Here are some of the key differences between SDLC vs Agile.

1. Complexity

SDLC is a process-based approach to software development whereas Agile is about people and the interactions between them. This difference in perspective has profound effects on how each methodology manages complexity. In SDLC, solutions are built on top of existing code, which means that there’s a gradual increase in complexity as time goes on. On the other hand, Agile resolves complexity by throwing away code.

2. Commitment/Commitment vs Planning

In SDLC, contracts are signed and changes are prevented without management’s approval. There is room for negotiation on both the financial and functional sides of a project because of this commitment to an original plan. In Agile, the teams commit to delivering functionality on a regular basis and that is it. This freedom allows for changes in direction based entirely on customer needs.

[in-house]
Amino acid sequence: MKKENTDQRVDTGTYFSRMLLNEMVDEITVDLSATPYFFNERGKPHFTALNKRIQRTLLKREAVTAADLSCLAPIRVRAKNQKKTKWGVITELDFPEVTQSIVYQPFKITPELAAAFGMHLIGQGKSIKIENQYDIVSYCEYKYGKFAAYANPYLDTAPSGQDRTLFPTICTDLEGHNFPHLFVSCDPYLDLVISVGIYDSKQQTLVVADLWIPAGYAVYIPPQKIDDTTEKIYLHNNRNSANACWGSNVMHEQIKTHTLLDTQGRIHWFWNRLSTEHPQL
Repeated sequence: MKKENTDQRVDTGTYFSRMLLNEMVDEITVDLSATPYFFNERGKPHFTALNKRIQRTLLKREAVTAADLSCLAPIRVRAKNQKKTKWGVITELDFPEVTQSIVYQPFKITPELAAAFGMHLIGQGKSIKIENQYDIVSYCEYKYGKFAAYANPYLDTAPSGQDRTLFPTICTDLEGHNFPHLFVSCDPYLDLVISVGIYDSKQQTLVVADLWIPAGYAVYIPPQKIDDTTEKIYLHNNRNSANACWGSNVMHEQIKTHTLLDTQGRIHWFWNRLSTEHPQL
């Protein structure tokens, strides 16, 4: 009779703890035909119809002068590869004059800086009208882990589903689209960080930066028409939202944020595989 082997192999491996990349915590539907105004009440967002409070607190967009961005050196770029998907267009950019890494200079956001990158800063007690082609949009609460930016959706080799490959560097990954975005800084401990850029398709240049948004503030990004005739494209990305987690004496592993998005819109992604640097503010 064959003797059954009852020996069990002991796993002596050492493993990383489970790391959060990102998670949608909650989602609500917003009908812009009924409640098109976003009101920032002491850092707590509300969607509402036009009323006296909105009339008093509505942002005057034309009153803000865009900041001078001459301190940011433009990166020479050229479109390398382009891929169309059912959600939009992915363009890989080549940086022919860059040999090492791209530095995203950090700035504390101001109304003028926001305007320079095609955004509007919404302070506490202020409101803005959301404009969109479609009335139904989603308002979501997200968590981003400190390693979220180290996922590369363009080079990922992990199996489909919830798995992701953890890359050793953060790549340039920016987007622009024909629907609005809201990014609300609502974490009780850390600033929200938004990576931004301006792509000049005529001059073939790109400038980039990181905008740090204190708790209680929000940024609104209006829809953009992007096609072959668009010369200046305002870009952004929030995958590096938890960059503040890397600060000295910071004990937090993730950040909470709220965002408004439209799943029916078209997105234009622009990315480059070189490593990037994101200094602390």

3. Schedule/Time and Cost Estimates

Software development time estimates are very common in SDLC. They’re usually calculated using normal distribution techniques. Agile projects do not typically include time estimates, since they tend to underestimate the amount of work that is actually needed. Instead, Agile teams use a concept called “velocity” to calculate how much work can be done in a given period of time. Velocity is measured over an iteration and includes only the committed functionality or story points. An iteration might last between 2-4 weeks, depending on the team and product.

4. Programmer/Project Manager Ratio

Agile teams tend to organize in self-constituted groups called “distributed Agile teams.” These teams are usually made up of 3-5 people, including both programmers and project managers who have a special focus on the customer. In many SDLC environments, these roles are separated into individual jobs.

5. Product Owner/User Participation

In Agile environments, the product owner is a liaison between the customer and the Distributed Agile team. The product owner ensures that all customers’ needs are addressed, but also advocates for what’s best for business. In SDLC environments, user participation usually goes through a PM who represents the customer. The product owner combines business and technical knowledge to create valuable products that meet the needs of both parties.

6. Testing/Debugging Techniques and Metrics